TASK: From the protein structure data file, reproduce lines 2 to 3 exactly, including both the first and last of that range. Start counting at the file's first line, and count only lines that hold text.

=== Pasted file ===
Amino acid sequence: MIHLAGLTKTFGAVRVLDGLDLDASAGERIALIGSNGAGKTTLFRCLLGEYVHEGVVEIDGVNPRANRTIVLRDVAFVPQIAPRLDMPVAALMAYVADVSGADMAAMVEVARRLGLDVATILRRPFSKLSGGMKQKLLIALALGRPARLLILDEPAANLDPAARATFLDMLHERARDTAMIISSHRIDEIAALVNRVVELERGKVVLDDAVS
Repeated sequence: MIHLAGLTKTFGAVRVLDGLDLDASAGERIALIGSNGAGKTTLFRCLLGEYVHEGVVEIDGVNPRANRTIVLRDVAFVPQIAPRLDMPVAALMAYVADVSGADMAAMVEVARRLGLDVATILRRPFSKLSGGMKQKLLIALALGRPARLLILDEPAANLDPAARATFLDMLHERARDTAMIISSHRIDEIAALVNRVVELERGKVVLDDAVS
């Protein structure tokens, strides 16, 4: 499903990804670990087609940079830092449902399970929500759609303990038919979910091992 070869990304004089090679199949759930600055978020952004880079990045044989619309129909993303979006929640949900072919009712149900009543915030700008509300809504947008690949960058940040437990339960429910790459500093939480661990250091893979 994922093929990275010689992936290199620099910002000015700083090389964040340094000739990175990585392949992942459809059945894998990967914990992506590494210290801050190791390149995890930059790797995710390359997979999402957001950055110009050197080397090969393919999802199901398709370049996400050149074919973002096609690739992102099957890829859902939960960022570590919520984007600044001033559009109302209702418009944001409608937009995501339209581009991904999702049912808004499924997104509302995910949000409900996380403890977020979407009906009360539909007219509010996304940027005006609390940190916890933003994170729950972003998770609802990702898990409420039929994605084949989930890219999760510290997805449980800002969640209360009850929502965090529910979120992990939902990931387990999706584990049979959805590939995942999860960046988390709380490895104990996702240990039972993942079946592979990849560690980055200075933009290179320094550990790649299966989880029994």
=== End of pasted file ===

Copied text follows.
Repeated sequence: MIHLAGLTKTFGAVRVLDGLDLDASAGERIALIGSNGAGKTTLFRCLLGEYVHEGVVEIDGVNPRANRTIVLRDVAFVPQIAPRLDMPVAALMAYVADVSGADMAAMVEVARRLGLDVATILRRPFSKLSGGMKQKLLIALALGRPARLLILDEPAANLDPAARATFLDMLHERARDTAMIISSHRIDEIAALVNRVVELERGKVVLDDAVS
């Protein structure tokens, strides 16, 4: 499903990804670990087609940079830092449902399970929500759609303990038919979910091992 070869990304004089090679199949759930600055978020952004880079990045044989619309129909993303979006929640949900072919009712149900009543915030700008509300809504947008690949960058940040437990339960429910790459500093939480661990250091893979 994922093929990275010689992936290199620099910002000015700083090389964040340094000739990175990585392949992942459809059945894998990967914990992506590494210290801050190791390149995890930059790797995710390359997979999402957001950055110009050197080397090969393919999802199901398709370049996400050149074919973002096609690739992102099957890829859902939960960022570590919520984007600044001033559009109302209702418009944001409608937009995501339209581009991904999702049912808004499924997104509302995910949000409900996380403890977020979407009906009360539909007219509010996304940027005006609390940190916890933003994170729950972003998770609802990702898990409420039929994605084949989930890219999760510290997805449980800002969640209360009850929502965090529910979120992990939902990931387990999706584990049979959805590939995942999860960046988390709380490895104990996702240990039972993942079946592979990849560690980055200075933009290179320094550990790649299966989880029994």